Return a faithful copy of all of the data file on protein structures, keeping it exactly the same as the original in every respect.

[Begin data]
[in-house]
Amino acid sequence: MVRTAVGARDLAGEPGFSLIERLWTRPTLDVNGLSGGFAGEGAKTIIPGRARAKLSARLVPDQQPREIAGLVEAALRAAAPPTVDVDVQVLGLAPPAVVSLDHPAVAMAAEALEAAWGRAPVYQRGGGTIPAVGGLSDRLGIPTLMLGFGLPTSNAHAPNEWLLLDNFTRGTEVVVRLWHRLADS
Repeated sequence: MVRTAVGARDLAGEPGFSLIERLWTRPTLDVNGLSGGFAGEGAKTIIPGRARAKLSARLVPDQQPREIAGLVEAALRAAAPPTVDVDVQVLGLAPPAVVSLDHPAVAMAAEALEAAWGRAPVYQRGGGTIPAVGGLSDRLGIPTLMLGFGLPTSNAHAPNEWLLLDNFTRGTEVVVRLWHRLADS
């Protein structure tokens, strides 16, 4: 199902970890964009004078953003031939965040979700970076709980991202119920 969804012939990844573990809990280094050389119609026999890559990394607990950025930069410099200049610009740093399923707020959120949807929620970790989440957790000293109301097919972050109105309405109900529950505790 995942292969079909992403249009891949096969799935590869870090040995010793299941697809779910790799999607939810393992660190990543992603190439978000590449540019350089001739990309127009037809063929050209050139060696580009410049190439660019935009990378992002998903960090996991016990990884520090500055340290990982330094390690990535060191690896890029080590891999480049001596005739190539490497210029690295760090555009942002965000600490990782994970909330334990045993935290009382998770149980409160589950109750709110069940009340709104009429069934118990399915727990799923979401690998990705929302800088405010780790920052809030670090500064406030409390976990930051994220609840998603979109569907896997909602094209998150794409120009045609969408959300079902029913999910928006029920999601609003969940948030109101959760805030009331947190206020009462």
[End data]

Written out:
[in-house]
Amino acid sequence: MVRTAVGARDLAGEPGFSLIERLWTRPTLDVNGLSGGFAGEGAKTIIPGRARAKLSARLVPDQQPREIAGLVEAALRAAAPPTVDVDVQVLGLAPPAVVSLDHPAVAMAAEALEAAWGRAPVYQRGGGTIPAVGGLSDRLGIPTLMLGFGLPTSNAHAPNEWLLLDNFTRGTEVVVRLWHRLADS
Repeated sequence: MVRTAVGARDLAGEPGFSLIERLWTRPTLDVNGLSGGFAGEGAKTIIPGRARAKLSARLVPDQQPREIAGLVEAALRAAAPPTVDVDVQVLGLAPPAVVSLDHPAVAMAAEALEAAWGRAPVYQRGGGTIPAVGGLSDRLGIPTLMLGFGLPTSNAHAPNEWLLLDNFTRGTEVVVRLWHRLADS
């Protein structure tokens, strides 16, 4: 199902970890964009004078953003031939965040979700970076709980991202119920 969804012939990844573990809990280094050389119609026999890559990394607990950025930069410099200049610009740093399923707020959120949807929620970790989440957790000293109301097919972050109105309405109900529950505790 995942292969079909992403249009891949096969799935590869870090040995010793299941697809779910790799999607939810393992660190990543992603190439978000590449540019350089001739990309127009037809063929050209050139060696580009410049190439660019935009990378992002998903960090996991016990990884520090500055340290990982330094390690990535060191690896890029080590891999480049001596005739190539490497210029690295760090555009942002965000600490990782994970909330334990045993935290009382998770149980409160589950109750709110069940009340709104009429069934118990399915727990799923979401690998990705929302800088405010780790920052809030670090500064406030409390976990930051994220609840998603979109569907896997909602094209998150794409120009045609969408959300079902029913999910928006029920999601609003969940948030109101959760805030009331947190206020009462």